From the outside, Parkdale’s Sun Fa bar is the picture of shabbiness, a down-to-earth facade increasingly out of sync with the gentrifying neighbourhood. And that suits owner Sandy Ye just fine.
Ye says she can easily afford to spruce up the exterior. But she prefers a business model that emphasizes a sense of community over profits, one focused on making her often marginalized and low-income customers feel welcome and safe — even if it might turn off more affluent potential clients.
“This place might not look good outside, and sometimes people don’t want to come in because they think like that,” Ye says, flicking an upturned nose with her finger to signal a kind of snobbery.
“But the reason I don’t fix the outside, I don’t want those people here anyway … I like that we’re all regulars here, you know? When (new) people come here I have to keep my eyes on them,” she adds. “I can fix it, no problem. But why bother? I have a bar that is like a family.”
Sun Fa is one of the decreasing number of businesses in Parkdale still accessible to people with low incomes. Ye has owned the bar — but not the building it’s in — for 22 years.
From behind the counter, in jeans and a T-shirt, her cheerful, laid-back energy resonates in the bare-bones bar. Her sometimes blunt talk reflects a practical approach to business, and less fluent command of English, rather than brassy attitude. New customers, including a Star reporter, can easily feel at home; it’s just that attracting them isn’t Ye’s priority.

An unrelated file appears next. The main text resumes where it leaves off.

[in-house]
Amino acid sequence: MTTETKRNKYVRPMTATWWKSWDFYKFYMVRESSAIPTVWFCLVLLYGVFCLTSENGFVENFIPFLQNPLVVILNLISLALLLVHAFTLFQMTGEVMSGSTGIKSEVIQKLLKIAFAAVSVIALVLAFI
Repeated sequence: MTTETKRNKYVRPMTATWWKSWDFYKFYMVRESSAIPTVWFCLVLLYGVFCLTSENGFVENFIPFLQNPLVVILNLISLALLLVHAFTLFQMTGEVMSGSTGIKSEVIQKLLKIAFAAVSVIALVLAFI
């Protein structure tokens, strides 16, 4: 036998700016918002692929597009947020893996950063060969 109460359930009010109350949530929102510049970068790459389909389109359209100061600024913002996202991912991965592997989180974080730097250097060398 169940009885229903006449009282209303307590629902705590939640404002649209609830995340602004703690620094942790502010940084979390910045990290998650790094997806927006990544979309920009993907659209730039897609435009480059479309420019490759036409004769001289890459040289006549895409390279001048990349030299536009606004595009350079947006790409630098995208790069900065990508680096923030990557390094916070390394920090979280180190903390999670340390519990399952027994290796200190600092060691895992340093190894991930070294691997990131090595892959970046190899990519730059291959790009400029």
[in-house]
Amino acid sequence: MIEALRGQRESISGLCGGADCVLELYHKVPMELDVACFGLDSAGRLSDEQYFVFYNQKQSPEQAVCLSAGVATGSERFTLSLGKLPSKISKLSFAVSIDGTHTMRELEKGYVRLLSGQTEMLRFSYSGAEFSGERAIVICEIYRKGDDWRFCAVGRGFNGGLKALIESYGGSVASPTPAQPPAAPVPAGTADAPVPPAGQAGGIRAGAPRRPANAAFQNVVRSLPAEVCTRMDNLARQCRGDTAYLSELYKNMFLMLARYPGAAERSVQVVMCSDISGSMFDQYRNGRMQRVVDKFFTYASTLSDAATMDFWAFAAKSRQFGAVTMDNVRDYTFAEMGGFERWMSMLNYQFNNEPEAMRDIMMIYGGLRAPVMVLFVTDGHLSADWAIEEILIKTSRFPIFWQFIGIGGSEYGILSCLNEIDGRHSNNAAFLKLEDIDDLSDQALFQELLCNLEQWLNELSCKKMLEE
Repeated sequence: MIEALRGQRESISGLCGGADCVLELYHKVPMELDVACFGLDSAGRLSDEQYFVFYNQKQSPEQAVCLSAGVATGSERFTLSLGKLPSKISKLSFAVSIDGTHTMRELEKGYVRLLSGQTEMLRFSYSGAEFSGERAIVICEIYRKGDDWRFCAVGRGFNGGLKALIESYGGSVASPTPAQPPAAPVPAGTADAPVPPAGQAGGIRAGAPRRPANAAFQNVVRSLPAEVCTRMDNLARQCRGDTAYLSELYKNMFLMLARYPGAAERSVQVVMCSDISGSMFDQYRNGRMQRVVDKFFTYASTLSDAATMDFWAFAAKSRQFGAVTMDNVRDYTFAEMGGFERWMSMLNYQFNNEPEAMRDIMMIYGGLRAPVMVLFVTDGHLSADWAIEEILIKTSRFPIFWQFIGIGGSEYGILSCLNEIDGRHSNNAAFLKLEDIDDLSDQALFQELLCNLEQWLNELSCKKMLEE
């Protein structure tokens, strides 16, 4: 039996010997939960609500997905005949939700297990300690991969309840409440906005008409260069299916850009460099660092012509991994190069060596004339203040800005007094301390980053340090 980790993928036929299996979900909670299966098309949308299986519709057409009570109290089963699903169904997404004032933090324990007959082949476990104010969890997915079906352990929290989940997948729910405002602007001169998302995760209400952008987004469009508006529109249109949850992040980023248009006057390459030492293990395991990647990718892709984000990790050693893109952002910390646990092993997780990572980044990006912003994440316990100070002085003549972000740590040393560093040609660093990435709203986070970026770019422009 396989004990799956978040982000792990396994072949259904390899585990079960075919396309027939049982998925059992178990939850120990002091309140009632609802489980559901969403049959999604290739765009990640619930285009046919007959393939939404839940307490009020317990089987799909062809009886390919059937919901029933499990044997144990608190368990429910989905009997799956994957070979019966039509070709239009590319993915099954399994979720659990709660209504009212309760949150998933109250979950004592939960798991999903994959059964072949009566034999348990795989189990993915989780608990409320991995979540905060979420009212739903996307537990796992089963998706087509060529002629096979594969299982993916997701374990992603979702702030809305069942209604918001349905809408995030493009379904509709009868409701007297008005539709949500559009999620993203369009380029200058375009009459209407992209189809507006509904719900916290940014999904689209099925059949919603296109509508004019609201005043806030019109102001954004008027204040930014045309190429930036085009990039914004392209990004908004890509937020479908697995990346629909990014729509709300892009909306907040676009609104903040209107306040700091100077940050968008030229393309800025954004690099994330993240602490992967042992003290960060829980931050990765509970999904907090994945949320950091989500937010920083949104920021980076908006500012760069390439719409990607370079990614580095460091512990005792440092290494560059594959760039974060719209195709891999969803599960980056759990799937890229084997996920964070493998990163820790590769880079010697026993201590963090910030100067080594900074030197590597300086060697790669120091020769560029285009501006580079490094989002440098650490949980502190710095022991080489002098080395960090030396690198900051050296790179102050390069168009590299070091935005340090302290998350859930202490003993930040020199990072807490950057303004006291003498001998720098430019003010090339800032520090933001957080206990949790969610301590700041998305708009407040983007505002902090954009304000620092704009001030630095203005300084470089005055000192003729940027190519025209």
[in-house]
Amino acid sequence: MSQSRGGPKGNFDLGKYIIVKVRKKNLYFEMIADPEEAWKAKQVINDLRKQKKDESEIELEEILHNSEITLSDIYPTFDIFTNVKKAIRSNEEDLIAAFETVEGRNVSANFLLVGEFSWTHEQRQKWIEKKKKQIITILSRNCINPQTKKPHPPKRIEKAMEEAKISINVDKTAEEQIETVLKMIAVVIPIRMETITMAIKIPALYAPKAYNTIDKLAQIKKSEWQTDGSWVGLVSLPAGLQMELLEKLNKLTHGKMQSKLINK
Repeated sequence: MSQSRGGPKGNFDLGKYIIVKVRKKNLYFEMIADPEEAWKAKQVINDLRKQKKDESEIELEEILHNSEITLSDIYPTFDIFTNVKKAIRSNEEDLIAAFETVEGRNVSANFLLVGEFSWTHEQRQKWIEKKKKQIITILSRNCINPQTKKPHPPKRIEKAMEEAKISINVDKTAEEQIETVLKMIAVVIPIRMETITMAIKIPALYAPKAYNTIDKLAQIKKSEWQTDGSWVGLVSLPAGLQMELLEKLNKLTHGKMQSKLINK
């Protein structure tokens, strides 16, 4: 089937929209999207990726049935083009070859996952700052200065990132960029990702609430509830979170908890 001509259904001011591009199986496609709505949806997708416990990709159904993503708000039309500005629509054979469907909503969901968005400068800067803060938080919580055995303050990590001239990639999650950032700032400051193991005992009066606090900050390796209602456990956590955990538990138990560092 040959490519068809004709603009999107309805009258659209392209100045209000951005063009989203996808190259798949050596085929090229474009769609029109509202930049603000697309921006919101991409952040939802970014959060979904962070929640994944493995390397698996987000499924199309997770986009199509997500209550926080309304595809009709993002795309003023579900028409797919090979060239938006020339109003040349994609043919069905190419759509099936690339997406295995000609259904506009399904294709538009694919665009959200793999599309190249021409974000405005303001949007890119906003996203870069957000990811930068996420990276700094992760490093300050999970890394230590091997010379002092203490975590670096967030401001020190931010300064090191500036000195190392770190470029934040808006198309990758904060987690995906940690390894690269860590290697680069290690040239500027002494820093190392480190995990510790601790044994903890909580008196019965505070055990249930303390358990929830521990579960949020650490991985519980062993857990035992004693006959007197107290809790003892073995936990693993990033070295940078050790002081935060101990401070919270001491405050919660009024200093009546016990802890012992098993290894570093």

A private person, Ye is reluctant when it comes to any kind of publicity. She won’t reveal her age, refused to pose for pictures and eventually approved a single, slightly blurry one for publication. She only agreed to an interview after regulars, hearing the Star’s pitch over beers, eagerly encouraged her.
“This is the number one bar in Parkdale — it really is,” says Bev Soutar, a 68-year-old regular. “It’s a happy bar. Everybody takes care of each other here.”
Soutar adds, “It’s the only place where I feel completely safe … You come here and you feel connected. Sandy really cares about people.”
“Believe me,” says another regular, 57-year-old Cheryl Rumble, “you drop a 20 in this place and someone will pick it up and say, ‘You dropped this.’”
The red and white sign hanging on Queen St. W. near Sorauren Ave. says Sun Fa Restaurant. But with a nearby social agency and church providing free meals for residents in need, Sun Fa doesn’t cook much of anything anymore.
The bar is metres from the Parkdale Activity-Recreation Centre, a community-based agency that supports low-income people. PARC’s executive director, Victor Willis, calls Sun Fa “a very important social institution.”